HEALTH chiefs have called for Covid restrictions – such as masks and mixing limits – to be brought back as hospital patient numbers rise.
The increase in people going onto wards with the virus follows on from a rise in infections last month.
Covid patients numbers have risen in recent weeks with health chiefs calling for restrictions to be brought back inCredit: i-Images
This was sparked by both the emergence of BA.2 – Omicron’s subvariant which can spread even faster and get around vaccines – and people mixing more freely.
The latest Office for National Statistics figures show one in 13 people in England are infected with Covid, after hitting a record high.
Sajid Javid said this was to be expected after restrictions were lifted, and the Government isn’t concerned due to Omicron causing a milder illness.
But the NHS Confederation has urged for “mitigating actions” – limits on indoor mixing and masks in crowded spaces – to be brought back in to stem the spread of the virus.
They have warned Easter could be “as bad as any winter” for the NHS without the Government stepping in – but ministers are reluctant to bring back measures and hamper Brits again.
It is all part of Boris Johnson’s plan to learn to live with Covid, with the rise being monitored but not a huge concern, they say.
The lack of panic from No 10 is due to a number of reports the latest strain doesn’t cause any more severe illness, but also because official statistics show infections have already started to drop.
Although the PM refused to rule out any new lockdowns on Friday, if a more dangerous variant emerged.
Vaccines are the best line of defence, health bosses say, with a new study showing symptoms in the triple jabbed last on average half as long as a common cold.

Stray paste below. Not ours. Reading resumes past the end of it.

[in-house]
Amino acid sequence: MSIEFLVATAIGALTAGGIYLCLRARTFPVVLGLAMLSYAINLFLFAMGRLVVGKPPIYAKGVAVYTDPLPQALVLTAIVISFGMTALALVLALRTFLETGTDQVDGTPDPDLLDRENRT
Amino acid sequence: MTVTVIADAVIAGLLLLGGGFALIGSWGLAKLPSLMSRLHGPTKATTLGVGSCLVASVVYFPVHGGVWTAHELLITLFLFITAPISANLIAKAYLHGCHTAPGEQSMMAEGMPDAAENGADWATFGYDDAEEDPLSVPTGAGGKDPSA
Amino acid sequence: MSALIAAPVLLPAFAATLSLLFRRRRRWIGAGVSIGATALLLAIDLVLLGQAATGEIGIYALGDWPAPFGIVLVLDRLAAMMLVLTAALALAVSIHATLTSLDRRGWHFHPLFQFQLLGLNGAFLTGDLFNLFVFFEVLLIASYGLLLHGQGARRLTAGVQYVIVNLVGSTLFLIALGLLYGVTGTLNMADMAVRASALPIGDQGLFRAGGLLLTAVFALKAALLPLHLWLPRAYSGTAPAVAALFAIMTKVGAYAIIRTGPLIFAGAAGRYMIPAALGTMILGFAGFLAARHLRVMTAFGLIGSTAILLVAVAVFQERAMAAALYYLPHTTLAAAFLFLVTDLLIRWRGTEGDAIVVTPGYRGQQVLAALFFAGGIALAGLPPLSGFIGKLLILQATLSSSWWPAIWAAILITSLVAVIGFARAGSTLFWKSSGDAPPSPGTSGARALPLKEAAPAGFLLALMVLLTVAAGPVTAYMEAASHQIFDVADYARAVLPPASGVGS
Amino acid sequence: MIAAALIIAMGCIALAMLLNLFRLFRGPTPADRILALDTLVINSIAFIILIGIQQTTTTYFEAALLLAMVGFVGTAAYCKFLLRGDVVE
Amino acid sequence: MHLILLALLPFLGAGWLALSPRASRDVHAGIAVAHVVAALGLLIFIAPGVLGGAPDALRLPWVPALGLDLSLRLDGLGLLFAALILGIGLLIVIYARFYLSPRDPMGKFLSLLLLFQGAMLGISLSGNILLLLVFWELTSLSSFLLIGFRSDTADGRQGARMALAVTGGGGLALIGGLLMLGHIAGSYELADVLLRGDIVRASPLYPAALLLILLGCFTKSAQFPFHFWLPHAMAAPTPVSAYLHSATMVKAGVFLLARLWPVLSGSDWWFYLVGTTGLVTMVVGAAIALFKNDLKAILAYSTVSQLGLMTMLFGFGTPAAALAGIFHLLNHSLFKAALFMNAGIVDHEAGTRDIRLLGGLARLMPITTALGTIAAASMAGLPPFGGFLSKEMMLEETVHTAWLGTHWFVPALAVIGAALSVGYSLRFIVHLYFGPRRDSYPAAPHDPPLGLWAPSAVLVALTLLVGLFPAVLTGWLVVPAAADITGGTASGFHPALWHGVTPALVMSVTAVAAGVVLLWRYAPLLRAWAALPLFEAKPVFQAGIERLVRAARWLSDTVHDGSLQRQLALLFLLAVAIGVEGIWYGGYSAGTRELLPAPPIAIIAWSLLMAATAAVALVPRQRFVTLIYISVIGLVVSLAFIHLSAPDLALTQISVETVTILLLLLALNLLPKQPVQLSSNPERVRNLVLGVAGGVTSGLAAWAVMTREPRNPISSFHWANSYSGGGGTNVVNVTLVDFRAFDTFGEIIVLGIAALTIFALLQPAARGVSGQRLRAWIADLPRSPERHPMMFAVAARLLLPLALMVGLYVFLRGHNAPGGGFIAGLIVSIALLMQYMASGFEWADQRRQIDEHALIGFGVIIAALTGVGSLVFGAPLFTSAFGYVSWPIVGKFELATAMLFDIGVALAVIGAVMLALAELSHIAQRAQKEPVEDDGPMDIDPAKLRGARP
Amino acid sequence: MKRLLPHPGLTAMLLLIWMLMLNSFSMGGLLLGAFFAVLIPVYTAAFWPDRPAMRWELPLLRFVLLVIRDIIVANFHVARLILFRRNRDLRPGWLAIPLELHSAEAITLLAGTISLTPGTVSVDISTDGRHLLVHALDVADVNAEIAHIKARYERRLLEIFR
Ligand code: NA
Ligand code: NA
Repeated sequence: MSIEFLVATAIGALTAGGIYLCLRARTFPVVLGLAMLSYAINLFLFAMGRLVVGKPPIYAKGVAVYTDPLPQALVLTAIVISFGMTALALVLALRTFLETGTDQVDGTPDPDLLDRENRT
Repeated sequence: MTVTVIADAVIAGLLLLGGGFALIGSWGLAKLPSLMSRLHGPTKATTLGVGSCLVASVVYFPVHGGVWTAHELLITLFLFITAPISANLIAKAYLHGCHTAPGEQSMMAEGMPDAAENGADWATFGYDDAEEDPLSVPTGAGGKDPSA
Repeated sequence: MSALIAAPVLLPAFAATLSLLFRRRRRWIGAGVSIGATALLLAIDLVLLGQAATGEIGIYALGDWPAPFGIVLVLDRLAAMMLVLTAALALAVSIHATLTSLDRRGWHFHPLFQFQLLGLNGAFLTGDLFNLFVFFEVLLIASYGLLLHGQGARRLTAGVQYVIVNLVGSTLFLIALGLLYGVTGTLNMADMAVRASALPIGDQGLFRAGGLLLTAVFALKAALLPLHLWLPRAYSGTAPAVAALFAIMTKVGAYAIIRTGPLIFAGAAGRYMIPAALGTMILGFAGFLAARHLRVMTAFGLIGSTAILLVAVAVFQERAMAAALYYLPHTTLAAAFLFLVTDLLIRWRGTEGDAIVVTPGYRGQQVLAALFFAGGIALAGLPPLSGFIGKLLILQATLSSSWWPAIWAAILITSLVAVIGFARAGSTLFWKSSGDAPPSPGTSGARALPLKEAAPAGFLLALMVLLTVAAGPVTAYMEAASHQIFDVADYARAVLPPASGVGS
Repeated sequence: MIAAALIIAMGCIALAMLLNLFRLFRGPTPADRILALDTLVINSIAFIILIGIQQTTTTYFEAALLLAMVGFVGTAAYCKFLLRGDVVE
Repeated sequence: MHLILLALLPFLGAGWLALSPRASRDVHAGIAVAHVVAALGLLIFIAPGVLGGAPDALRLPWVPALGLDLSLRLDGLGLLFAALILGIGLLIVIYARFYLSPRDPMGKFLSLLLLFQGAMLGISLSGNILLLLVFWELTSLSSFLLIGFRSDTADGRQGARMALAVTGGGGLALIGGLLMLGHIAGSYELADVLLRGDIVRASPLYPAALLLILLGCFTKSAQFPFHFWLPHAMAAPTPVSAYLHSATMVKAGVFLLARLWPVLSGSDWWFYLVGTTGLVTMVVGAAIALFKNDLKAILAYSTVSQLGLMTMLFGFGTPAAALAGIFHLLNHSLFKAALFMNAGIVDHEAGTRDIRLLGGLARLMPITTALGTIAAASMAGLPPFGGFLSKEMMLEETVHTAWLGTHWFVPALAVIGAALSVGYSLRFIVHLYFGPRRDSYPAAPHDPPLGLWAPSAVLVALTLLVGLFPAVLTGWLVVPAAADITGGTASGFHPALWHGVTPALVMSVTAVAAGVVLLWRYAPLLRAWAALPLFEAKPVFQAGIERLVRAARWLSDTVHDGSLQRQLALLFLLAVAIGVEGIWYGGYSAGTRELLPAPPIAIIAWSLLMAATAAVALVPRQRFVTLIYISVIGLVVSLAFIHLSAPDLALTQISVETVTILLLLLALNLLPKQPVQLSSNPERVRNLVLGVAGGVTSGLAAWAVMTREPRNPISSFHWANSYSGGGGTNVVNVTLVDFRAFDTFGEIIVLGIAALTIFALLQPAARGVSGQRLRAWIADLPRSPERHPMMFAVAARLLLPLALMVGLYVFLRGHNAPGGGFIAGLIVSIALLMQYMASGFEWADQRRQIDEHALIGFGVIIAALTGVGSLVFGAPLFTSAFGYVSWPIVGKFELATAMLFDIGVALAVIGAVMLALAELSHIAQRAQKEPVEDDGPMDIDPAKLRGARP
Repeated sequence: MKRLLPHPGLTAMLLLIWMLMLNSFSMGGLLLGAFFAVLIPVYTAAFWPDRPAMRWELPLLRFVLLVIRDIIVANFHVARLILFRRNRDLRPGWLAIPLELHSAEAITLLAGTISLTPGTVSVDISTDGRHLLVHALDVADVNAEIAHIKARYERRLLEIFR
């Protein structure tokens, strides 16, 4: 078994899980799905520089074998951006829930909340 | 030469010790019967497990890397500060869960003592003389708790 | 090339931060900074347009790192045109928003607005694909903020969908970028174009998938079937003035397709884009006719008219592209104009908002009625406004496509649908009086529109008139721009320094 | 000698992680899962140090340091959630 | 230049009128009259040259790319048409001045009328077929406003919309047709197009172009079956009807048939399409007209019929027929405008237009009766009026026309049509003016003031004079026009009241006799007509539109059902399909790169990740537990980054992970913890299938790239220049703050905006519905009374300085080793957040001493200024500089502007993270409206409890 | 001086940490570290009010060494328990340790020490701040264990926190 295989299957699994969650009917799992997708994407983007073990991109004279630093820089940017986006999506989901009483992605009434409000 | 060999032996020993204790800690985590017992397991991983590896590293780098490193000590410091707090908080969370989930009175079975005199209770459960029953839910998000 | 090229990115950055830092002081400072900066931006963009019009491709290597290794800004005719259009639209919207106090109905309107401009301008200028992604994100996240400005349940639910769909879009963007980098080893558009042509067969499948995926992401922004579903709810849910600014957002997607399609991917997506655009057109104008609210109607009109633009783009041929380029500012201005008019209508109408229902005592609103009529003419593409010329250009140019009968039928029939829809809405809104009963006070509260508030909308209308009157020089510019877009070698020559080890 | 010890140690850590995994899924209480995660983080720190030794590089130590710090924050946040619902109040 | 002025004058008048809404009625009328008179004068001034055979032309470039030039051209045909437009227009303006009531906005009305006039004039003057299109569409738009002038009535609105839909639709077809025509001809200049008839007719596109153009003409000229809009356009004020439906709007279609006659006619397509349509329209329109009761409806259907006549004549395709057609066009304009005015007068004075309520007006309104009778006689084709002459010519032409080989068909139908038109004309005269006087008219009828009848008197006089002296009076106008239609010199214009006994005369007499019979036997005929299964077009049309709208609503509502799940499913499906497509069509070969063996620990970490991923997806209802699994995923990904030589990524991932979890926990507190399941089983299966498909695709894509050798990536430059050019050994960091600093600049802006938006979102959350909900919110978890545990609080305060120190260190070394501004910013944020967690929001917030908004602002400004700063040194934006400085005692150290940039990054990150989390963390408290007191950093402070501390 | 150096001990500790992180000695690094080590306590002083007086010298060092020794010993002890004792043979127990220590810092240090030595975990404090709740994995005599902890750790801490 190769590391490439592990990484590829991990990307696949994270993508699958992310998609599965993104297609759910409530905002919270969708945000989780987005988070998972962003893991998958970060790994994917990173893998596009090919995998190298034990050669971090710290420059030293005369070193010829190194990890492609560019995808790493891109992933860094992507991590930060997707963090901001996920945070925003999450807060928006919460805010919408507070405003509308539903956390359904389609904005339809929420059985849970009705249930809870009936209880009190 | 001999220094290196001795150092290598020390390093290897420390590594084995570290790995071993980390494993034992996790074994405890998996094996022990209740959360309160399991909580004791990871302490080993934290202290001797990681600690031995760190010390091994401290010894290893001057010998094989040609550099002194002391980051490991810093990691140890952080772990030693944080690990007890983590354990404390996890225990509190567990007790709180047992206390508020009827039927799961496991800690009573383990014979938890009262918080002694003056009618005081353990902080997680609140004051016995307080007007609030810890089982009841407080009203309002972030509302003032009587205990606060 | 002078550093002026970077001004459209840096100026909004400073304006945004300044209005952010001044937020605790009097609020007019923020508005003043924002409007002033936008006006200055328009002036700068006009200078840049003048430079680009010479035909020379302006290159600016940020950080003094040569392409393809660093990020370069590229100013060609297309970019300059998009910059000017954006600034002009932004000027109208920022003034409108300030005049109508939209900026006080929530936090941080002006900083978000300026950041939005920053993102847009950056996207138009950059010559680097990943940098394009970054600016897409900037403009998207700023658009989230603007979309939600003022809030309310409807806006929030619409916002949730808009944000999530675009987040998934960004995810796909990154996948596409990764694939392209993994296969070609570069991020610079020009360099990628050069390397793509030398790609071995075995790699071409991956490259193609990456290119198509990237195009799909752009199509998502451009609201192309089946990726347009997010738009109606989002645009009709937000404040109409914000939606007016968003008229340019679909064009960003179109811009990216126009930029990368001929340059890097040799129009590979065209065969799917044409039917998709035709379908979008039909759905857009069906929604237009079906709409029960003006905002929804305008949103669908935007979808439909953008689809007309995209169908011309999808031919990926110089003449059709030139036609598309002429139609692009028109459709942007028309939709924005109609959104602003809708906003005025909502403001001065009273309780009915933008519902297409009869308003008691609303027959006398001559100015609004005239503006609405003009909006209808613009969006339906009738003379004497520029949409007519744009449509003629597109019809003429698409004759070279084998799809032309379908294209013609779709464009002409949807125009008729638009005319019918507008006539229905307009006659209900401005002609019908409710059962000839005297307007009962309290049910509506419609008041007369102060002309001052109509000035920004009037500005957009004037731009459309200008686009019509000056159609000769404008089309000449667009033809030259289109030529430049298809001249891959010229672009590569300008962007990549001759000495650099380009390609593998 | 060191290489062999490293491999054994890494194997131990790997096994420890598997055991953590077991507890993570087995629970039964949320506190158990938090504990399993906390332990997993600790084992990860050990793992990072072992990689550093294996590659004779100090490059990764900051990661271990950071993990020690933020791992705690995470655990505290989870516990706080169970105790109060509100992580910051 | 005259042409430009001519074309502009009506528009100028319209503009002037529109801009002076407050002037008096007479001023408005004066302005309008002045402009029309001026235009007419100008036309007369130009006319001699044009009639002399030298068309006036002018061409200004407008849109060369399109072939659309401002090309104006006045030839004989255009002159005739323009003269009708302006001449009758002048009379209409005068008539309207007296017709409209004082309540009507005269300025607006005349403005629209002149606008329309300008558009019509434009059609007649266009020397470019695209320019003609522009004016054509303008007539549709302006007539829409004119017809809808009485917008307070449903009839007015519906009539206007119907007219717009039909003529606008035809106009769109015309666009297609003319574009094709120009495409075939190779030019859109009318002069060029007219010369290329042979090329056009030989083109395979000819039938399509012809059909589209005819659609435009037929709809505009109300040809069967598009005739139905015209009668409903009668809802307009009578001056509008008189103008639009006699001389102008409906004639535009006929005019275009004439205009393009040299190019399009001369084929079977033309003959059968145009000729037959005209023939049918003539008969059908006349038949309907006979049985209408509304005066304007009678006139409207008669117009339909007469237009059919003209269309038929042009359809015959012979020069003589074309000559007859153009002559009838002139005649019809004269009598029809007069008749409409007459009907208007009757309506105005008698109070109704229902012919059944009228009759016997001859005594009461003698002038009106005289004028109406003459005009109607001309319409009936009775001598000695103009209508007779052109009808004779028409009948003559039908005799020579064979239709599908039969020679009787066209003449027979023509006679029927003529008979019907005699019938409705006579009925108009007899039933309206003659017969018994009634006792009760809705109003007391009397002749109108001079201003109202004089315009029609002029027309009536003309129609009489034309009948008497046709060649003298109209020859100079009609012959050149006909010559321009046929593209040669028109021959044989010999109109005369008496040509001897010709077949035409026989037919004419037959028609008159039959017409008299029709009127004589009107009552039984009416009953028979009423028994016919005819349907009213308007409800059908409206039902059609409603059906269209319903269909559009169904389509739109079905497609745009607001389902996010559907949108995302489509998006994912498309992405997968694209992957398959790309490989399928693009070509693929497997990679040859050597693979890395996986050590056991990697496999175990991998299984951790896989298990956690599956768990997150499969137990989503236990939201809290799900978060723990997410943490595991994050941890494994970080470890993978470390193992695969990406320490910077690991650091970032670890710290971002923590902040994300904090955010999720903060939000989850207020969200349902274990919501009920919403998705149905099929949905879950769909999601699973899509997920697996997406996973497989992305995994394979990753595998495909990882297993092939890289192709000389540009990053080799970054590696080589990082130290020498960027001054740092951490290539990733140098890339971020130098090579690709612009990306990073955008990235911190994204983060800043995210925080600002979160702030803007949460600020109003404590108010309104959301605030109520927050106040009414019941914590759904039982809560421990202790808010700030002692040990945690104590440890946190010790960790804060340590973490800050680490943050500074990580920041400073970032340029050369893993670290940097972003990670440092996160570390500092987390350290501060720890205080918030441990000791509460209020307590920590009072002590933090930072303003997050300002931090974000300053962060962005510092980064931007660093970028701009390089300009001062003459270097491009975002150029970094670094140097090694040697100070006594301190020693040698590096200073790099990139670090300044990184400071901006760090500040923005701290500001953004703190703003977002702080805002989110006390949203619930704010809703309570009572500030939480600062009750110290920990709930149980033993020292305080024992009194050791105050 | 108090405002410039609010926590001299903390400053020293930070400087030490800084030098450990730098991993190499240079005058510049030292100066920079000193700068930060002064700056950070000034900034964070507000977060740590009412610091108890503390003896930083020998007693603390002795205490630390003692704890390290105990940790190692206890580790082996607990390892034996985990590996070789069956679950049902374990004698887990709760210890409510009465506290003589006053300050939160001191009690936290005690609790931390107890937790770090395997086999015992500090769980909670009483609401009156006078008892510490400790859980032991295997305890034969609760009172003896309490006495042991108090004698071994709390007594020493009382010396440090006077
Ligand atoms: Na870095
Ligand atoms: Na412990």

Spring boosters are being dished out for certain groups in society, to keep their immunity high.
But a rise in infections does mean, although the majority will recover from the virus at home, the number of the more vulnerable needing hospital treatment will rise.
NHS Medical Director Stephen Powis said: “Alongside increasing numbers of Covid and emergency patients and with 94 per cent of beds now occupied, they are also dealing with the highest number of staff off sick due to the virus for 10 weeks – an average of 28,500 staff each day.
“Our frontline staff are working closely together with social care providers to ensure patients leave hospital as soon as they are fit to do so, and hospitals have increased bed numbers and created extra capacity in line with increasing pressure.”
Within the seven days up to April 4, 16,407 Covid patients were admitted to hospital, with 20,331 still on wards by April 7.
Staff are also off sick in large numbers, with some Trusts forced to tell people to stay away from A&E and ambulance handovers being delayed.
However, compared to Christmas and the start of the year, the number of people on ventilators battling the bug is still low.
Many people in hospital with the virus will also have come in to be treated for a different issue, and then tested positive as a secondary event.